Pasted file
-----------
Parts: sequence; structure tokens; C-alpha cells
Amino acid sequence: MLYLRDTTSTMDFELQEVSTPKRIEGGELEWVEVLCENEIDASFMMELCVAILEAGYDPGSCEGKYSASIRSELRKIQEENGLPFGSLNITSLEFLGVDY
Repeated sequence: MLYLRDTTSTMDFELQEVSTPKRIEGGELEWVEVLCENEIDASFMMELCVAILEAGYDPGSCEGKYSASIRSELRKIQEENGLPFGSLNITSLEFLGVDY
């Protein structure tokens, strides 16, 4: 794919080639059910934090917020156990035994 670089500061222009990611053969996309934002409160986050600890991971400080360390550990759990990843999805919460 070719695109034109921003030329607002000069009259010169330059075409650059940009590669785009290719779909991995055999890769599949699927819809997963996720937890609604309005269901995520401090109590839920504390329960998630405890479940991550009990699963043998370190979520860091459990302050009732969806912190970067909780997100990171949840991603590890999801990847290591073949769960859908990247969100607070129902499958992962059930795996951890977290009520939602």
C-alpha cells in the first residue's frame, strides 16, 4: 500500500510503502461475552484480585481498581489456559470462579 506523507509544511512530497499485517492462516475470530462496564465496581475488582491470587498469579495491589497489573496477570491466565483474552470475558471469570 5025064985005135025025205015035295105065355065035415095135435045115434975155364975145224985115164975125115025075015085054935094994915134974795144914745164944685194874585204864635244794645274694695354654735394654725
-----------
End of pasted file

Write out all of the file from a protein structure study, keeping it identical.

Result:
Parts: sequence; structure tokens; C-alpha cells
Amino acid sequence: MLYLRDTTSTMDFELQEVSTPKRIEGGELEWVEVLCENEIDASFMMELCVAILEAGYDPGSCEGKYSASIRSELRKIQEENGLPFGSLNITSLEFLGVDY
Repeated sequence: MLYLRDTTSTMDFELQEVSTPKRIEGGELEWVEVLCENEIDASFMMELCVAILEAGYDPGSCEGKYSASIRSELRKIQEENGLPFGSLNITSLEFLGVDY
């Protein structure tokens, strides 16, 4: 794919080639059910934090917020156990035994 670089500061222009990611053969996309934002409160986050600890991971400080360390550990759990990843999805919460 070719695109034109921003030329607002000069009259010169330059075409650059940009590669785009290719779909991995055999890769599949699927819809997963996720937890609604309005269901995520401090109590839920504390329960998630405890479940991550009990699963043998370190979520860091459990302050009732969806912190970067909780997100990171949840991603590890999801990847290591073949769960859908990247969100607070129902499958992962059930795996951890977290009520939602």
C-alpha cells in the first residue's frame, strides 16, 4: 500500500510503502461475552484480585481498581489456559470462579 506523507509544511512530497499485517492462516475470530462496564465496581475488582491470587498469579495491589497489573496477570491466565483474552470475558471469570 5025064985005135025025205015035295105065355065035415095135435045115434975155364975145224985115164975125115025075015085054935094994915134974795144914745164944685194874585204864635244794645274694695354654735394654725